Critics say that women choose UC because they are focused on their own experience above the well-being of their babies. I can speak for myself and many of the UC parents I’ve communicated with over the years when I say this is completely untrue. First, a woman’s experience is important and her wellbeing (emotional and physical) during pregnancy and childbirth directly affects her baby. The two cannot be separated and pitted against one another. We know that stress has negative effects on labor and can even cause it to stop completely so a mother feeling safe and comfortable is important to the wellbeing of her baby. A woman’s experience during labor does matter (after all, one could argue that if the mother’s feelings are unimportant we should abolish the use of epidurals and other forms of pain relief since they are solely about her experience,) and feeling broken, abused and powerless is no way to begin motherhood – sadly many women leave the hospital feeling this way (sometimes directly leading them to chose to birth future babies unassisted). Secondly, the call to birth unassisted is also about protecting our children. Any birth professional brings with them another set of interests – their own. However wonderful and caring a midwife or doctor is, they must answer to licensing protocols, insurance companies, supervising physicians, hospital policies, boards of directors, or lawyers, none of whom know my family or my individual experience – none of whom trust my judgment or intuition as a mother. These entities see our families – our babies – as statistics and in some cases, liabilities. We feel strongly that our babies’ safety and best interests are best served by those that love them most: mom and dad.
At one point during my first pregnancy, lonely and fed up with being unsupported and misunderstood in my decision to UC, I thought “F- it. I’ll just go to the hospital and be a good little patient so I don’t have to feel like such an outcast!” and it was at that moment that I realized if I went to the hospital and played ‘the good patient’ and something happened to me or my son as a result of my failure to do what I felt was best for us… I could never forgive myself. I’ve heard a lot of women over the years say “I could never UC, because if something happened to my baby, I’d never forgive myself.” But that sentiment goes both ways. UC is not for everyone – it’s not for most people. But when you feel the calling to birth unassisted it’s every bit as profound and every bit as valid as feeling the need to seek support or technology your child’s birth.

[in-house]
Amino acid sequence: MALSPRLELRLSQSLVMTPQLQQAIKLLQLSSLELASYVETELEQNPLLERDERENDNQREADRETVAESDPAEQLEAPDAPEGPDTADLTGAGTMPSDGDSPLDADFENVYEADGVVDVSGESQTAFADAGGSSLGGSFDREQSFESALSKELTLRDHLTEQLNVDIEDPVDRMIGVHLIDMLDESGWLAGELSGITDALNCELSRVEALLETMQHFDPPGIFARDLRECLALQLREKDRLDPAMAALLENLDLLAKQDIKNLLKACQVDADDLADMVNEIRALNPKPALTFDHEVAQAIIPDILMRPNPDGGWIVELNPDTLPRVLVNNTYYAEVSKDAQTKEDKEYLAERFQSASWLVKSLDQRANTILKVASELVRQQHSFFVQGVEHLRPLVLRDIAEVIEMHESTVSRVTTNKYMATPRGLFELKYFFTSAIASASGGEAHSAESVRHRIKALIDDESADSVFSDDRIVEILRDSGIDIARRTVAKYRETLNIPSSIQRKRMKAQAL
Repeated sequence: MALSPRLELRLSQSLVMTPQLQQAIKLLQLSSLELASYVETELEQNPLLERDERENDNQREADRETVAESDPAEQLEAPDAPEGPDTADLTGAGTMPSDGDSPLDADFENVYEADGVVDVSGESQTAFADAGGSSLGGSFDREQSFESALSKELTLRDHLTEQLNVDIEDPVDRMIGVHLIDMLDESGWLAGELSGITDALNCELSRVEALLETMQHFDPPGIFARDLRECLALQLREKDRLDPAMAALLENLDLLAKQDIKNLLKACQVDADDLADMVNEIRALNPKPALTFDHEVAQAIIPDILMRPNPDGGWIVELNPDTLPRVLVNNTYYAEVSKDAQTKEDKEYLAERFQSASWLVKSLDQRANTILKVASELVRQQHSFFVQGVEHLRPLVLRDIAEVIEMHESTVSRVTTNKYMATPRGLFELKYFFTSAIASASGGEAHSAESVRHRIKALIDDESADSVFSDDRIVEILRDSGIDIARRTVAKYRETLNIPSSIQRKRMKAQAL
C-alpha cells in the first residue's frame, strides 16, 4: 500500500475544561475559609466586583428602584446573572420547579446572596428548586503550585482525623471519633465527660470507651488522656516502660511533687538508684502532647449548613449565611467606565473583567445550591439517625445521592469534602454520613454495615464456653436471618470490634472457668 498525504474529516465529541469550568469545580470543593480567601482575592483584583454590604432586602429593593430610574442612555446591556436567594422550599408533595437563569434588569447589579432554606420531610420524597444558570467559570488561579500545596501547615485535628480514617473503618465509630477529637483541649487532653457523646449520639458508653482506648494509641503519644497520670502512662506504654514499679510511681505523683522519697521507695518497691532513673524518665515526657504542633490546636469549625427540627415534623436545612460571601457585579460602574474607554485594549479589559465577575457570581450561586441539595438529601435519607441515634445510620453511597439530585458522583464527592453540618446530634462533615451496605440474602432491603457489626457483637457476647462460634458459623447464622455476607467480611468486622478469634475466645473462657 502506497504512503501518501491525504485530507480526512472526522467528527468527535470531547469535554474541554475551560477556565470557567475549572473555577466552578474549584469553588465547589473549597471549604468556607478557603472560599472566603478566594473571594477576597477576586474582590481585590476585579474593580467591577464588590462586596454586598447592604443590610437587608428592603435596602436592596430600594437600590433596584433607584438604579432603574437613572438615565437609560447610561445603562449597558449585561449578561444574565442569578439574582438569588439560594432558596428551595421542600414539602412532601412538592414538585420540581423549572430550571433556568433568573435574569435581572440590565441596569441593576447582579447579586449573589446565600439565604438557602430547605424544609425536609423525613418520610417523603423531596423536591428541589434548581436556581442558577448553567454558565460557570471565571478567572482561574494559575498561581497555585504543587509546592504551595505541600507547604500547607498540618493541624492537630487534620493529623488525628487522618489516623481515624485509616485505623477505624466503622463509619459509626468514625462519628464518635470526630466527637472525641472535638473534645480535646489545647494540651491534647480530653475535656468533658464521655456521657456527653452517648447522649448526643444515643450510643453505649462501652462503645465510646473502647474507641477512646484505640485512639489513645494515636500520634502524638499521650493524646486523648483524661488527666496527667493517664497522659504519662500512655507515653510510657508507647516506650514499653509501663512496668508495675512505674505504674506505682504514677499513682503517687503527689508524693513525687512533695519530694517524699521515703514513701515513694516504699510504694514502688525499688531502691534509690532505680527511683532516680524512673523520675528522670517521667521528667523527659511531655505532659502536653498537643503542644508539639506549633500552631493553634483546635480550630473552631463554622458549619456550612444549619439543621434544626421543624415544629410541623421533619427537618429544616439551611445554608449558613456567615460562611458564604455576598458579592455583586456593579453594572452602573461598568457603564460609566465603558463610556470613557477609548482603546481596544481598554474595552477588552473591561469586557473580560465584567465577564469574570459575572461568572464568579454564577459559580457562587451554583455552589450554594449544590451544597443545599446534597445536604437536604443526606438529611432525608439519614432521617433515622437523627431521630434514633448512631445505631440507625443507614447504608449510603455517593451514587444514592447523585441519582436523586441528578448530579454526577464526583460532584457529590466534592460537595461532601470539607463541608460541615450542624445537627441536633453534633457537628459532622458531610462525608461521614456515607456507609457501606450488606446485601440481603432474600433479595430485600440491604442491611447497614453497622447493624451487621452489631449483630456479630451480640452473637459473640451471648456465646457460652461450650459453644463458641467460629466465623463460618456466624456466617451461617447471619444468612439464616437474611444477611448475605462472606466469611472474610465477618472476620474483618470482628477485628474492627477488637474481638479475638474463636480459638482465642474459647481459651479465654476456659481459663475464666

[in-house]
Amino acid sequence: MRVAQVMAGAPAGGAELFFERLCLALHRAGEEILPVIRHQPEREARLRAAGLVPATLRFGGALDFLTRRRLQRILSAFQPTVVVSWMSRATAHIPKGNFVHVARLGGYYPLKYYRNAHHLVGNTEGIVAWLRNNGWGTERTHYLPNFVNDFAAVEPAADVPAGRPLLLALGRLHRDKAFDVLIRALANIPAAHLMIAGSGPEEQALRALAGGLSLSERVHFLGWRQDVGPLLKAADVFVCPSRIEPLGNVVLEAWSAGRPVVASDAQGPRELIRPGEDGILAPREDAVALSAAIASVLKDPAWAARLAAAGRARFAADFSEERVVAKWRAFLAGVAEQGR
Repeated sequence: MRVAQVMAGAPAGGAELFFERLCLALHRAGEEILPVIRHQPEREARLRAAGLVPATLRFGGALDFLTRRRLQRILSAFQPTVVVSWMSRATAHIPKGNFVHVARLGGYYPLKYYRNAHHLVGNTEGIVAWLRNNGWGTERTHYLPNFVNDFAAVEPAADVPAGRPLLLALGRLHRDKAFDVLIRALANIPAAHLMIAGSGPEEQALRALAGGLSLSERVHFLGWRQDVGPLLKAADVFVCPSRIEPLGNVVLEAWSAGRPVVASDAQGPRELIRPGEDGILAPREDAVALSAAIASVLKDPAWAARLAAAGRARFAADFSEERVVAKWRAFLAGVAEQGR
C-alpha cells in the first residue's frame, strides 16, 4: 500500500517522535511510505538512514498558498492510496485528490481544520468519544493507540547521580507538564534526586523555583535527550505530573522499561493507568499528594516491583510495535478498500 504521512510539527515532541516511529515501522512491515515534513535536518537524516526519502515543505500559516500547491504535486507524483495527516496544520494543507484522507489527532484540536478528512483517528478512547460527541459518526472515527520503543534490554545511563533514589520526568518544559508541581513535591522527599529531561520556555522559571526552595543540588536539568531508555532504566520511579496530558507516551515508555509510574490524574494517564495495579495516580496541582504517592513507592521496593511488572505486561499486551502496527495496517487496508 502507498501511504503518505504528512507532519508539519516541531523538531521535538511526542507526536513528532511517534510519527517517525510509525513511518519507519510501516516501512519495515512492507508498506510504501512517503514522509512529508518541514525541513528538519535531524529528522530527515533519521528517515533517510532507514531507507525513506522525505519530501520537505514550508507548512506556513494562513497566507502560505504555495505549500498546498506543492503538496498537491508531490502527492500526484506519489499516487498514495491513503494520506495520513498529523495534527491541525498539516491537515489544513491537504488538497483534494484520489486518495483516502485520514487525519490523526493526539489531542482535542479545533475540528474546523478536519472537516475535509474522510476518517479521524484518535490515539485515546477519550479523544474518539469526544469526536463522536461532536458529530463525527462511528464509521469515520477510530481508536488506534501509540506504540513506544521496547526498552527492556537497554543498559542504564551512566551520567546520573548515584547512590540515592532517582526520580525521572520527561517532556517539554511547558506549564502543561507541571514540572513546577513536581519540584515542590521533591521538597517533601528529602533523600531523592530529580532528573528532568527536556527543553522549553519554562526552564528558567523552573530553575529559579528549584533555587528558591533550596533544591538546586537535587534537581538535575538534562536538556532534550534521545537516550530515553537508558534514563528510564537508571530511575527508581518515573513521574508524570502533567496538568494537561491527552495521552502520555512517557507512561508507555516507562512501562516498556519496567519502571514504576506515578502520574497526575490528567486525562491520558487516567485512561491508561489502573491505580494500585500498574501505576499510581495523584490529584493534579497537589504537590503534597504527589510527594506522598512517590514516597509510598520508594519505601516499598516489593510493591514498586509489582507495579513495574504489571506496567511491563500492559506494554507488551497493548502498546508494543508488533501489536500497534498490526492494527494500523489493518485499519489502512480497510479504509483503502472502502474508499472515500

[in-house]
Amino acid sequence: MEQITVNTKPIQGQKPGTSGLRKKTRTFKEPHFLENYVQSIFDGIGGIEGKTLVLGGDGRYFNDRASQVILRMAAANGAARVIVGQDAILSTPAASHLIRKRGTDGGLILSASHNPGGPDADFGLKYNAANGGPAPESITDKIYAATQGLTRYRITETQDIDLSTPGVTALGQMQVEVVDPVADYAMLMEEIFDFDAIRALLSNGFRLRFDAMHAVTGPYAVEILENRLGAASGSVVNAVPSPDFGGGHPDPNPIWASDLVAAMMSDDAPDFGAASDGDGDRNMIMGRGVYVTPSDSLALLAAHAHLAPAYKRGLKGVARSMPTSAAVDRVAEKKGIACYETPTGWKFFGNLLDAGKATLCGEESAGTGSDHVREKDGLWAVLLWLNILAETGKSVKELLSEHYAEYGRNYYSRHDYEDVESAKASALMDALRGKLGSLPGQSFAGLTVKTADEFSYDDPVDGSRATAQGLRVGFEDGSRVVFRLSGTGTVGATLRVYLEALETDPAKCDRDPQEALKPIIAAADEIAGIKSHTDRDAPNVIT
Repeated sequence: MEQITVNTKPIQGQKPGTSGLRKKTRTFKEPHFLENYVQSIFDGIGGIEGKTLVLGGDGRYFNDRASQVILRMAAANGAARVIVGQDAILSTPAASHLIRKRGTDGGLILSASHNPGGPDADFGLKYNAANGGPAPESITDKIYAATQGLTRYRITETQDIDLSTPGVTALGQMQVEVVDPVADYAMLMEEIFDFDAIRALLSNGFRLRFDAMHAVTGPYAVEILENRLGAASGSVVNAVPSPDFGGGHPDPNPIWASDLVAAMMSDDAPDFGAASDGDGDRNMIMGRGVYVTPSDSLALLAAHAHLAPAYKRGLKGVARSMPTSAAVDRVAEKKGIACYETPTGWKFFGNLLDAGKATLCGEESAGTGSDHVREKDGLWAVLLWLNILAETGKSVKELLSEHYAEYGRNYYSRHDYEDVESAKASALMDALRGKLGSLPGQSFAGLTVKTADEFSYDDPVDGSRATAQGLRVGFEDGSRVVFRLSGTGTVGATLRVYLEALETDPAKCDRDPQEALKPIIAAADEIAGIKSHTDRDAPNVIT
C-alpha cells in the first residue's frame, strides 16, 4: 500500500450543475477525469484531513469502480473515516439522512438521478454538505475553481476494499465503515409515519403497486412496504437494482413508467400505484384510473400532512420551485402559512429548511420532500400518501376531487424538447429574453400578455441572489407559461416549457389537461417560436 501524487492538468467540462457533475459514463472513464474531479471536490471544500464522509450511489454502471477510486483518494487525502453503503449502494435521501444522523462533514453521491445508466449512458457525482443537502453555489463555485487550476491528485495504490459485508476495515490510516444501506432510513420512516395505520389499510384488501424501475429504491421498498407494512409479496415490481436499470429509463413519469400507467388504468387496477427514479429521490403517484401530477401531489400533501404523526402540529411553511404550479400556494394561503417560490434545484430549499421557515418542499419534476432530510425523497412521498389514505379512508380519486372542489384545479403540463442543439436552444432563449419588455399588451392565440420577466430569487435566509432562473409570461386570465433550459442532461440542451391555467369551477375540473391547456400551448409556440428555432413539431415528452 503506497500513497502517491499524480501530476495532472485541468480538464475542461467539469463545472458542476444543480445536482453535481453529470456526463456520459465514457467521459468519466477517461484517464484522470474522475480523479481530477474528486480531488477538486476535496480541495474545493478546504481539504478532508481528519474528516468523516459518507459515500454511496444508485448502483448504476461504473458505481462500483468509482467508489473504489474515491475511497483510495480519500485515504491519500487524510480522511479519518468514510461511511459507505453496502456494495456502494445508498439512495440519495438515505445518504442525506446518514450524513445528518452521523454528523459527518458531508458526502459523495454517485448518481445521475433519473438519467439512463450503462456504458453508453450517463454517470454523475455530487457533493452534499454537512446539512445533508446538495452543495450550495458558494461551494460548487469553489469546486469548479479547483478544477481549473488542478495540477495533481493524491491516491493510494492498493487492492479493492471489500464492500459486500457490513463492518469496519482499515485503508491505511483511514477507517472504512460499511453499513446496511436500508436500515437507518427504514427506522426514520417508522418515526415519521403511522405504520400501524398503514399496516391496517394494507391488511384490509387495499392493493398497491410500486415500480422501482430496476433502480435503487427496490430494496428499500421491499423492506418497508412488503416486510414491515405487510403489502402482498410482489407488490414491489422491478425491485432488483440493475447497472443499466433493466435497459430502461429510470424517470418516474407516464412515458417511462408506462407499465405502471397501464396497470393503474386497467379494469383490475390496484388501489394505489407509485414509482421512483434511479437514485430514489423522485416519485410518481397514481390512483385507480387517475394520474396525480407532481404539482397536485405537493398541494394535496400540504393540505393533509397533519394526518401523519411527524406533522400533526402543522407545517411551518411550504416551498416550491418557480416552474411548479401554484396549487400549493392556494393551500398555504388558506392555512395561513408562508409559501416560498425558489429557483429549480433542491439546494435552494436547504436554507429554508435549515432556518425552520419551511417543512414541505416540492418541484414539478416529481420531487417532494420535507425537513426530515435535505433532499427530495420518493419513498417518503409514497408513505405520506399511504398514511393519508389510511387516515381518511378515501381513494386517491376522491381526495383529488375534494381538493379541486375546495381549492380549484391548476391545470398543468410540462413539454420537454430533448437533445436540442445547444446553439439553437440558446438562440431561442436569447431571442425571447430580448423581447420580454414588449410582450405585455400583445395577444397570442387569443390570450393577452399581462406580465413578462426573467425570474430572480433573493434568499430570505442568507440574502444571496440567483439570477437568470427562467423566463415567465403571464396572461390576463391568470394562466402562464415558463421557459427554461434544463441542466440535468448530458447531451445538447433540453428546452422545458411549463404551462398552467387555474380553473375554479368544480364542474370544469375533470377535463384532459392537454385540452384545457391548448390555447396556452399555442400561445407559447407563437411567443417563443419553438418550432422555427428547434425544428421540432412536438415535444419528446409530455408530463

Why not at least hire a hands-off midwife?
The simplest answer is that it’s rarely an easy task to find a midwife who attend a homebirth and just sit in the corner and knit (and to those who will, if you’re reading this, God bless you!)
In some states, practicing midwifery in a homebirth is illegal making it difficult or impossible to find a professional willing to attend a homebirth. In other states, midwifery is regulated making it difficult or impossible to find a midwife who will agree to remain hands-off (she may, for instance, be required to perform vaginal exams at certain intervals). Regulations also may prevent a midwife from attending a VBAC (vaginal birth after Cesarean), a woman over 35, a pregnancy that has progressed past 42 weeks or other situations that are considered to be a higher risk for complications. Mothers who find themselves classified as high risk, might feel that their risk is not increased enough to warrant medical necessity. Some might simply be victims of rigid rules restricting homebirth though their relative risk is actually quite low. For instance, a woman who’s had one Cesarean followed by 2 vaginal births has a ‘proven’ uterus and is not unreasonable to expect a third successful VBAC, but there may not be an exception for her when the rules say a midwife cannot attend VBACs at home. Or, a woman whose 35th birthday passes in her last month of pregnancy might be in excellent health, but nonetheless past the age restrictions for a homebirth.
Where there is not a shortage of homebirth midwives, or issues with regulations, often cost is an issue. Many insurance companies do not cover homebirth midwives as they would a hospital birth and many families can’t fit thousands of dollars into an already tight budget. If this is your deciding factor, though I encourage you to at least talk to midwives in your area as many of them will try to accommodate clients with limited funds available. Some may have difficulty finding a trusted midwife, or a negative past experience (for instance a midwife who claimed to be hands-off but ended up interfering significantly). Often, families choose not to hire a midwife because they feel that even her presence disrupts the natural flow of the birthing process, and undermines the mother’s innate knowledge and authority over her body and her baby. This was certainly the case for me as I felt I needed to have a great level of trust for someone entering my birthing space. Feeling watched, or judged, I feared would impair my process. I had concerns that a midwife’s fears would intrude on my confidence, or that her confidence would supersede in the event I felt I needed to transfer to a hospital. I didn’t want anyone else’s voice, opinions or self-interests overriding my instincts as a mother. The political climate around midwifery is harsh and unjust and I don’t think it’s fair to ask a midwife to martyr herself by accepting clinical/legal responsibility for something over which I’m not willing to give her authority.